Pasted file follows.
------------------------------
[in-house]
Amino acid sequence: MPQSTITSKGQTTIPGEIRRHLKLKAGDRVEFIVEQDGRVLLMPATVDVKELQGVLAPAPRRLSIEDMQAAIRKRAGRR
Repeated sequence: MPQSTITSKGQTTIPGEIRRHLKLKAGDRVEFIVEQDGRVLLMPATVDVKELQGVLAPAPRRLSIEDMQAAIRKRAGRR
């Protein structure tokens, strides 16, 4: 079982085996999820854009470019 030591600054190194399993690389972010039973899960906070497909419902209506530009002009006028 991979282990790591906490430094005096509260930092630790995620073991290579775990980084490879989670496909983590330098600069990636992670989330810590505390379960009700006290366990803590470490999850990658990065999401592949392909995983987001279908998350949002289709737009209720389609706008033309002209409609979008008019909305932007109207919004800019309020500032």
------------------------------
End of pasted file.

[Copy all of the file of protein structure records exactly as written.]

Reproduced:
[in-house]
Amino acid sequence: MPQSTITSKGQTTIPGEIRRHLKLKAGDRVEFIVEQDGRVLLMPATVDVKELQGVLAPAPRRLSIEDMQAAIRKRAGRR
Repeated sequence: MPQSTITSKGQTTIPGEIRRHLKLKAGDRVEFIVEQDGRVLLMPATVDVKELQGVLAPAPRRLSIEDMQAAIRKRAGRR
């Protein structure tokens, strides 16, 4: 079982085996999820854009470019 030591600054190194399993690389972010039973899960906070497909419902209506530009002009006028 991979282990790591906490430094005096509260930092630790995620073991290579775990980084490879989670496909983590330098600069990636992670989330810590505390379960009700006290366990803590470490999850990658990065999401592949392909995983987001279908998350949002289709737009209720389609706008033309002209409609979008008019909305932007109207919004800019309020500032």